Buyers Guide

The first step is to find out how much you can borrow and set your budget while also researching the best type of loan or mortgage for your particular situation. Once you have done your research and selected a lender then you should get a Loan Approval in Principle so that when you do find the perfect property you can secure it as quickly and stress free as possible.

View as many properties as you can and note features that you like. Find out what exactly is included in the sale. Familiarise yourself with areas that appeal. Maybe stroll there in the evenings and at weekends. Check out local transport links, schools and amenities.

Once you’ve found a property that ticks all the boxes and that is within your price range, make an offer to the selling agent. The Agent will put this offer to the seller. There are no legal obligations at this stage and you may withdraw your offer if you wish. However, in the case of new homes and apartments the price is not usually open to offers.

Bring in the experts and appoint a solicitor to process the sale (also known as conveyancing). Don’t forget that their fee may be calculated as a percentage of the asking price, or as a flat fee, so allow funds for this.

Once your offer has been accepted you proceed to purchase the property and you will need to pay a booking deposit (usually up to 5% of the purchase price). This is refundable if you decide not to proceed with the purchase prior to contract signing. The remaining balance of the deposit (usually to make up 10%) will be payable at a later stage when signing contracts.

Once you place deposit on the property, please inform your mortgage broker or bank so that your loan approval can be applied for. Also inform your solicitor so that they know to expect to receive contracts.

Once your offer is accepted on a second-hand home, you will receive written confirmation of your intention to buy from the sale agent. This information is also sent to your solicitor and the vendor. The document will outline the agreed purchase price, any conditions of sale, the estimated closing date and contact details of all parties.

In the case of new homes and apartments when the booking deposit is paid, the builder’s solicitor forwards copies of the contract and the title document to your appointed solicitor.

Before your mortgage can be drawn down, your lender or bank will need to know that the property is in good order and that it is worth the money you are borrowing for it. So you will need to have a valuation survey done. The lender or bank may appoint their own surveyor.

In the case of new homes and apartments you should arrange for an architect or surveyor to carry out a snag list on the property (an inspection of minor defaults) so that they can be rectified. This is usually about 14 days before you are due to complete the sale.

A ‘Letter of Loan’ offer needs to be obtained from the lending institution before final contracts are signed. A direct debit mandate must also be completed before the loan is released. Your Sherry FitzGerald Financial Services advisor can help you with all of these final financial hurdles.

If all parties are happy with the survey and conditions of sale, you will be asked to pay the remainder of the deposit (usually to make up the balance of 10% of the purchase price).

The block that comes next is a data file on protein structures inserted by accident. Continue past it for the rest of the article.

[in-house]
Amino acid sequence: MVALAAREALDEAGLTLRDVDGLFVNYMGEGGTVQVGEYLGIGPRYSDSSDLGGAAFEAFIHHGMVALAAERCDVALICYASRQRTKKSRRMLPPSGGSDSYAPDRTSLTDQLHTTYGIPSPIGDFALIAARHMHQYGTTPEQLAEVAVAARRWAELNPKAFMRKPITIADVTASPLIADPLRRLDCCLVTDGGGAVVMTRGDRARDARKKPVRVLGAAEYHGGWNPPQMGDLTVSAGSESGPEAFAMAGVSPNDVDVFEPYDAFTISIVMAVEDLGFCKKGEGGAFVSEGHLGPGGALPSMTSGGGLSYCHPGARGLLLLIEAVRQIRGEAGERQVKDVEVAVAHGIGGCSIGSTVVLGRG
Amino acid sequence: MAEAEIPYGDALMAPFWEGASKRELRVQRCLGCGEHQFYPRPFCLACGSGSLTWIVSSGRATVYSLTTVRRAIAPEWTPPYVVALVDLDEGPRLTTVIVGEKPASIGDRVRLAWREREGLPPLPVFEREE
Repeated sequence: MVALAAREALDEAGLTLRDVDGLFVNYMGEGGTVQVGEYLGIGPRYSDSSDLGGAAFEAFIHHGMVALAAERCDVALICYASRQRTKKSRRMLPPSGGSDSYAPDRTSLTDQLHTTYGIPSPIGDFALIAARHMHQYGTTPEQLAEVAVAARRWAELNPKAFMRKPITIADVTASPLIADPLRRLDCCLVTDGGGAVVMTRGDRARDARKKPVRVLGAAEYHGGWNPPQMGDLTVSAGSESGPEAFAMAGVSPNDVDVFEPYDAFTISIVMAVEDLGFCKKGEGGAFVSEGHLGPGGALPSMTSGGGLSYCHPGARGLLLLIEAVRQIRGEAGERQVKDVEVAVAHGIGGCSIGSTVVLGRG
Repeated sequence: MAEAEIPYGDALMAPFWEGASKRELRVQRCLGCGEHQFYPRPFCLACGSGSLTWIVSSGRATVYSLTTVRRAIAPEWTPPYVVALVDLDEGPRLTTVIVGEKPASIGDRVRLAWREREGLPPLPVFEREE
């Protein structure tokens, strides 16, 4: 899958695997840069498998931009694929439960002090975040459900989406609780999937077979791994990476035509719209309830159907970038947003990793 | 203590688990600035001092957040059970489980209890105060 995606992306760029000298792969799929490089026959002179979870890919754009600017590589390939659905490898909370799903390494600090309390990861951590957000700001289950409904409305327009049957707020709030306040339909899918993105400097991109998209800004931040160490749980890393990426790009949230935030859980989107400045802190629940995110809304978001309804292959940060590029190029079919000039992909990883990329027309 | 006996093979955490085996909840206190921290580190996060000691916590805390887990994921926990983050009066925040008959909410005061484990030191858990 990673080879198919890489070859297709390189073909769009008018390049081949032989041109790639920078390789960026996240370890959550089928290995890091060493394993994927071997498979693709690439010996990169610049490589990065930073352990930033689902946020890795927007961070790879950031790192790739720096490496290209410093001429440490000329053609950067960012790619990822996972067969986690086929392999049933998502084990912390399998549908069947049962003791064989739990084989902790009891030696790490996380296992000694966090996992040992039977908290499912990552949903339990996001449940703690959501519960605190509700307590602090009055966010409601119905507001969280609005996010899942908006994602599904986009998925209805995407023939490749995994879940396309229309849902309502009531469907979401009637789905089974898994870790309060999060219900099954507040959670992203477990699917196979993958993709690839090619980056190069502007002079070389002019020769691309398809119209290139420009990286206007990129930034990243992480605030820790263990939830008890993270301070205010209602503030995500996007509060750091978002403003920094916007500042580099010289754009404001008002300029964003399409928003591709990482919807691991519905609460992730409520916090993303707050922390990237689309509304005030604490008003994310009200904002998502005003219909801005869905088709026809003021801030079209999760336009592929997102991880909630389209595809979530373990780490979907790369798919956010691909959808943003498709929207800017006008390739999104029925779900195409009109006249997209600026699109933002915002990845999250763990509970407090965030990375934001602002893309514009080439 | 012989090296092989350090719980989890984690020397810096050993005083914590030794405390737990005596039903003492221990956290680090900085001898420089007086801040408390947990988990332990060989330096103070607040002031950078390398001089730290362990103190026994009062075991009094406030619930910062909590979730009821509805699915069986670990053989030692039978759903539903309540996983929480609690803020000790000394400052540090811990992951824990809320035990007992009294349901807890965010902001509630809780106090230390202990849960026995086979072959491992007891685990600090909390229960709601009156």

Your solicitor will now invite you to sign unconditional contracts – no going back now! Don’t worry, your solicitor will have examined the contract and title document to make sure that everything is in order before you sign.

For second-hand homes, the signed contract is sent back to the vendor’s solicitor for signing by the vendor. A copy is then returned to your solicitor creating a binding contract. A completion date and the handing over of keys will be agreed at this stage.

In the case of new homes and new apartments, once the contracts are signed (usually at the office of the builder’s solicitor) the title documents are presented to your solicitor on receipt of the balance of the purchase price. The property is then transferred into your name. Your solicitor will also send a copy of the title documentation to your lending institution for safekeeping.

The exchange of contracts is legally binding and neither party may changer their mind that time on, without incurring further costs. You should note that in the case of new homes and apartments that failure to sign contracts within the prescribed time period can lead to the property being resold without further notice.

This can take anywhere from a few days to a few months – depending on the personal requirements of the seller and/or buyer or legal formalities. The remainder of the purchase price (usually 90%) is now transferred from your solicitors account, into the seller’s solicitors account.

In the case of new homes and apartments after contracts are signed/exchanged there may be a period of no contact with your agent or solicitor while your new home is being constructed and completed. When you place your booking deposit on a property you will be given an indicative date of when your new home will be ready, but please be aware that the date you are given can change. You should allow for delays in the build process and completion dates can never be guaranteed.

When your new home is complete your builder’s solicitor will issue your solicitor with a Completion Notice. At this stage you must inform your mortgage broker/lending institution that your new home is ready for “Final Inspection”. Your lending institution will then forward your loan cheque to your solicitor.

Once the sale has completed you will receive the key to your home.